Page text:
When JFK described the battle for civil rights for African Americans as a moral issue back in the 1960s, he set in motion a movement that proved irreversible. Lincoln’s Emancipation Proclamation may have ended slavery, but it did not grant equality between the races. Over the next century, judicial decisions, executive orders and, finally, legislative initiatives gradually provided the framework for true equality. Kennedy’s statement did much to push reform forward. More importantly, it made it the right thing to do.
With the debate over same sex marriage entering a new phase in light of the Iowa State Supreme Court’s ruling favouring gay civil marriage and the Vermont legislature’s move to make same sex marriage legal, we would do well to remember JFK ‘s call for moral leadership. Promoting gay rights, marriage-related or otherwise, is as essential to civil rights in the 21st century as ending segregation was to the epic struggle of the previous two centuries—not so much in its ramifications, but in its inherent appeal to justice and equality.
We in Canada have in large part settled this debate. We must be careful, however, to avoid adopting a condescending and patronizing attitude with respect to our neighbours to the south. In an earlier post, I argued that same sex marriage would eventually be a legal reality, but I should have added that it would not come without a fight. There are still some powerful lobbies in America arguing for a constitutional amendment. George W. Bush attempted to do this, but he failed. But to many social conservatives, it remains the best course of action.
Last week saw the release of a new assault on same-sex marriage via a commercial by the National Organization for Marriage. It argues that in legalizing same sex civil marriage, we are endangering the marriages of heterosexual couples. The ad got much coverage but the reaction might not have been what NOM had hoped for: it was encouraging to those who favour reform as many commentators felt the ad’s message was over the top.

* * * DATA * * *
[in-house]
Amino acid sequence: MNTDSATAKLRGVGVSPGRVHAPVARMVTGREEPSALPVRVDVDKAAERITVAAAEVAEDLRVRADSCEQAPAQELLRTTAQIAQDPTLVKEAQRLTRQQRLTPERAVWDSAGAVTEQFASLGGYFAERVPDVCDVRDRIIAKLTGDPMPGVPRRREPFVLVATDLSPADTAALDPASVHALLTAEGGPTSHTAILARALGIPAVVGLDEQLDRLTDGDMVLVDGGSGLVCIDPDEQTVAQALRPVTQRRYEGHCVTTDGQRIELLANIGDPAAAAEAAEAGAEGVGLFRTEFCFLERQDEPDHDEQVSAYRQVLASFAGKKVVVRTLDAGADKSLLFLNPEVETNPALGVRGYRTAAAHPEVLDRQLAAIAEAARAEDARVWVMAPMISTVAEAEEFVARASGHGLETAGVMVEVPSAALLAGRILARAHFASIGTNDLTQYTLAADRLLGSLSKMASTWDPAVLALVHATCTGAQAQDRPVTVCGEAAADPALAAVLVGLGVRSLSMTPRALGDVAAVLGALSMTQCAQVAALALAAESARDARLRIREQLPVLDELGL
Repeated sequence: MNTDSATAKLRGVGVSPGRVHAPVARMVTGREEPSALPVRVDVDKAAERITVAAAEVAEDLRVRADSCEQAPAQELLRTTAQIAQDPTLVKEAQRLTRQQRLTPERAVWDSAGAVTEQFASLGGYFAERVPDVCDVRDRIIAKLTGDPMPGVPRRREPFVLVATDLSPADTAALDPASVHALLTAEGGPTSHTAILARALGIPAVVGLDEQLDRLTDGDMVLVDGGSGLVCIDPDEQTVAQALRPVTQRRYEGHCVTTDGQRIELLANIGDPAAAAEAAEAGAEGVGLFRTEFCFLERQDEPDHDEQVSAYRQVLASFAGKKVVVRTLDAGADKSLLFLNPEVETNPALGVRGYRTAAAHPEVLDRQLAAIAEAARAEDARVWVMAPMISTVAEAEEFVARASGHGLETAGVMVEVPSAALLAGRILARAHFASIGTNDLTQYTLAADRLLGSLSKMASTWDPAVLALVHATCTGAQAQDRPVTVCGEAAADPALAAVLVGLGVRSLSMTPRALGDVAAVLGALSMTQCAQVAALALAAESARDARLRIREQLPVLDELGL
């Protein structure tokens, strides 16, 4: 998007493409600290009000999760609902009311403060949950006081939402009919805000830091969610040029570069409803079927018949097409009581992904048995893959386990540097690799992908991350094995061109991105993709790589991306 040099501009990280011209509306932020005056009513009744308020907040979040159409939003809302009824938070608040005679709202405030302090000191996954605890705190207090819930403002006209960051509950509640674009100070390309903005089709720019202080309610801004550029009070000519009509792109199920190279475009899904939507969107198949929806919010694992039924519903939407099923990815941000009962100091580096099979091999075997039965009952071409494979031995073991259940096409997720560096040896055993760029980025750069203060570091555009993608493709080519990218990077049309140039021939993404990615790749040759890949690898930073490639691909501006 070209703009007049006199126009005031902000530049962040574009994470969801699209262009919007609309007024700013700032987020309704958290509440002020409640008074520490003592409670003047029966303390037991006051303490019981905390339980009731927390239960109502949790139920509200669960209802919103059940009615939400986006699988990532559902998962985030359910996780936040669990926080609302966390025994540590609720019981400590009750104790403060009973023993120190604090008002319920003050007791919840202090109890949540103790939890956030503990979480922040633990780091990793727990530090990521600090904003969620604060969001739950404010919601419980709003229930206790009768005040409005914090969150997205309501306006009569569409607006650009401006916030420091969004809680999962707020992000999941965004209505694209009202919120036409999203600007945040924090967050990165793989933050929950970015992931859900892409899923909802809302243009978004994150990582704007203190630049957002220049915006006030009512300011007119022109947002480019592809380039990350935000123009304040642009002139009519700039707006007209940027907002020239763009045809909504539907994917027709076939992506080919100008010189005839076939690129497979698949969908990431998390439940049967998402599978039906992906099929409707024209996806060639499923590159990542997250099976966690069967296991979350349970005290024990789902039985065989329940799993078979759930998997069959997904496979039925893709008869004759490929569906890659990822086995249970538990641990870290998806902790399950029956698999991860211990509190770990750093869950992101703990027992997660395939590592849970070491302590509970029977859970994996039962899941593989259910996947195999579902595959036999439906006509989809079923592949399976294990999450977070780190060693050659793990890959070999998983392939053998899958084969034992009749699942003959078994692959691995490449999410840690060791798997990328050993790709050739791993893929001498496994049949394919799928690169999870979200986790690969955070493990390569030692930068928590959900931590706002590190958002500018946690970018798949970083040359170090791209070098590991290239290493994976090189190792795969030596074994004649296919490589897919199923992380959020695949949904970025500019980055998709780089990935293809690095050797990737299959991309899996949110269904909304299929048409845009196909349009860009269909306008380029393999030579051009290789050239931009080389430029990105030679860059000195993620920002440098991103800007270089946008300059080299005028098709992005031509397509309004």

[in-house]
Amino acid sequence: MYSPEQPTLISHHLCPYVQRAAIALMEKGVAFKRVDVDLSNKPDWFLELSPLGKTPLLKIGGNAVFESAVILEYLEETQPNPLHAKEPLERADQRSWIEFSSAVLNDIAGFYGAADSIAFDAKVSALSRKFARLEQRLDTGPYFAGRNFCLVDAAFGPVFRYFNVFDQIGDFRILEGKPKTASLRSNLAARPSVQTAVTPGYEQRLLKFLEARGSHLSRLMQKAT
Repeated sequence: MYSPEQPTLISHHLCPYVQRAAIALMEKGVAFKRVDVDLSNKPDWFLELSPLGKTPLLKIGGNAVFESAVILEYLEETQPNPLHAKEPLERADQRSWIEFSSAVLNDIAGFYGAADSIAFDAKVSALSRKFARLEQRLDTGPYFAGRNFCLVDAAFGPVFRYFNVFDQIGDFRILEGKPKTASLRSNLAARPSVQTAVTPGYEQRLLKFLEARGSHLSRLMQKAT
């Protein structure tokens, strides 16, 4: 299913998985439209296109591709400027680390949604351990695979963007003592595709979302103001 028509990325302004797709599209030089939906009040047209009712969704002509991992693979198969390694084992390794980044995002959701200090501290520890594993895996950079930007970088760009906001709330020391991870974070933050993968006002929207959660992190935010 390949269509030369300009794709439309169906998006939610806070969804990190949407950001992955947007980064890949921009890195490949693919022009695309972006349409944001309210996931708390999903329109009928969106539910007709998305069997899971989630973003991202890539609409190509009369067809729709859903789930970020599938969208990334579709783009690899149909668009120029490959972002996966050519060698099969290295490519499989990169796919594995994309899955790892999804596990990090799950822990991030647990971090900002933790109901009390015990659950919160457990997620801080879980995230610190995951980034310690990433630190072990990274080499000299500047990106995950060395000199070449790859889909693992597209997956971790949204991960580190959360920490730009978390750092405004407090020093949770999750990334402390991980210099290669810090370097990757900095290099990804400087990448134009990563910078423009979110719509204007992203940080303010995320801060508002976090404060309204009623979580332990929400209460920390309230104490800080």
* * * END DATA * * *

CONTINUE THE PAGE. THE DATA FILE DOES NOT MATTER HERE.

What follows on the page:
Now, the argument is over whether the issue should be decided by the courts (as it was in Iowa), by politicians (as it was in Vermont’s legislature), or by referendum (as was the case in California). It seems that American federalism may slowly be coming to the rescue. Vermont and Iowa represent a better course than a constitutional amendment or referenda because it provides cover for federal politicians like the current president to let the American system of government works its way through the issue.
In the latest issue of Newsweek, columnist Anna Quindlen argues President Obama should rescind Bill Clinton’s “don’t ask, don’t tell” policy on gays in the military. In her article, Quindlen quotes former chairman of the Joint Chiefs of Staff John Shalikashvili saying the evidence shows the policy does not work. Original supporters have come to a similar conclusion.
Gay marriage and gays in the military are often treated as separate issues. Just like integrated armed forces (Truman’s executive order), ending school segregation (Brown v. Board of Education, 1954), and abolishing the ban on interracial marriage (Loving v.Virginia, 1967) were handled in the past, no one can deny these issues are in fact related. Gay rights are no different. Whether it is in civil society or in the military, it is a 21st century civil rights issue. And it can no longer be denied.